After years of setbacks and disappointments Xenoport has finally been put out of its misery: the private drug maker Arbor Pharmaceuticals has agreed to pay $467m for the company. But while the takeover announcement highlighted the 60% premium that this represents to last week’s share price, few long-term investors will be sitting on a profit.
With its pipeline in tatters Xenoport’s main asset is the restless leg syndrome drug Horizant, which sold $40m last year. With an NPV of $297m, according to EvaluatePharma, the price tag looks pretty generous for a company without much left to excite investors.
Xenoport ended March with $120m in cash and $112m in debt. Earlier this month it said first-quarter sales of Horizant had more than doubled to $13.7m, and sellside analysts expect annual revenue to reach $200m by 2022. It seems that Arbor shares similar high hopes for the franchise.
The Atlanta, Georgia company is not afraid of taking on projects that have disappointed their former big pharma owners – it bought US rights to Takeda’s hypertension pill Edarbi in 2013, a product that never lived up to expectations and competes in the crowded and genericised ARB class. Horizant was previously partnered with GlaxoSmithKline, only to be cast aside a mere 12 months after receiving marketing approval in 2011.
The long struggle to get Horizant both approved and established on the market, on top of the company’s failure to deliver any viable follow-on products, kept Xenoport shares suppressed since 2010. The stock briefly rose as high as $13 the month before Glaxo walked away in November 2012, but has in reality struggled to trade much above the $7.03 Arbor offer price over the past six years.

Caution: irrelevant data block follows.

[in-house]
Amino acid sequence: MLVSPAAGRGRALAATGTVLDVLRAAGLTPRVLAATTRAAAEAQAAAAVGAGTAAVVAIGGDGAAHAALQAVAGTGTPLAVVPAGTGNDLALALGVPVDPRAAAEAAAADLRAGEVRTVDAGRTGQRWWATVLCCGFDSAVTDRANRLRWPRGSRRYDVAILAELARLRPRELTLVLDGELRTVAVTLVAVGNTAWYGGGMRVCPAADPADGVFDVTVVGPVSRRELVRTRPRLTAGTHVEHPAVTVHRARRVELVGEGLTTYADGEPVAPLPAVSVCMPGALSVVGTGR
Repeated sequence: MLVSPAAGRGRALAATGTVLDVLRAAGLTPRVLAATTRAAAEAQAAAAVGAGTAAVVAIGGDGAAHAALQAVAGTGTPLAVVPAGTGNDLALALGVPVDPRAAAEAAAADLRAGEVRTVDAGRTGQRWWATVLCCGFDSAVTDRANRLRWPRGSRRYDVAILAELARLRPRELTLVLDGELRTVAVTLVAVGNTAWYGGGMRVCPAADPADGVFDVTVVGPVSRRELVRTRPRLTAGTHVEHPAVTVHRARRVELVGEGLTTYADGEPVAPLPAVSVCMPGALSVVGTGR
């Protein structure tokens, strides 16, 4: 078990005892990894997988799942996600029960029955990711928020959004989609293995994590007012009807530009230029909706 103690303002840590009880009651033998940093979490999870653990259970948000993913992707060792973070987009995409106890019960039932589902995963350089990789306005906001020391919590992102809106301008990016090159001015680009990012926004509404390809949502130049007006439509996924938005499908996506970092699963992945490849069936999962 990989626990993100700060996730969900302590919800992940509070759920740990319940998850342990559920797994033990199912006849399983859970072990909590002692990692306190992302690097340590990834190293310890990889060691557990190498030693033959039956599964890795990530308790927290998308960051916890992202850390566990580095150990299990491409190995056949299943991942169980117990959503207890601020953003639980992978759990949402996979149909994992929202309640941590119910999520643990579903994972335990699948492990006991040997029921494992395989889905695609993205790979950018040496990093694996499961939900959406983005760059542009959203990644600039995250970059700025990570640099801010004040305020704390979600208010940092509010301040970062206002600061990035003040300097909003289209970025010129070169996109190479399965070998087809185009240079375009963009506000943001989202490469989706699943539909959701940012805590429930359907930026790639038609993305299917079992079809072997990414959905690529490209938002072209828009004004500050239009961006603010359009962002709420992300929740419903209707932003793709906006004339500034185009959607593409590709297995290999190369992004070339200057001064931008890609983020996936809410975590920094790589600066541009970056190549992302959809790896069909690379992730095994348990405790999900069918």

As such many investors are likely to accept the cash offer as the best outcome after years of disappointment.
Horizant could well have found a good home in Arbor, which has a substantially bigger sales force than XenoPort - 500 to the current 135 promoting the drug.
And product sits pretty well in its new owner’s portfolio. Arbor has a couple of CNS-focused products on the market – Zenzedi and Evekeo, two amphetamine-based drugs sold for ADHD. According to its website it has a couple more in the pipeline.
It seems unlikely that Xenoport’s pipeline held much to tempt it. XP23829 remains technically active, but tolerability data released last year raised serious questions about the project's future (Tolerability data blunt Xenoport’s Tecfidera, September 16, 2015).
In March Dr. Reddy’s bought US rights to the asset for $47.5m up front in a deal worth up to $490m, with the Indian company saying it intended to pursue the psoriasis indication, and possibly MS as well. Presumably this represents another potential income stream for Arbor, if the deal completes as planned – as of the beginning of May the transaction was still awaiting clearance.
Like Horizant, XP23829 was developed using Xenoport’s prodrug platform – maybe Arbor hopes that it will find some further utility for the technology.
And, surprisingly, the private company has indicated that it will "use its reasonable best efforts to ... no longer be quoted on Nasdaq". Unless this strategy shifts the ultimate fate of Horizant will no longer be a concern of public investors.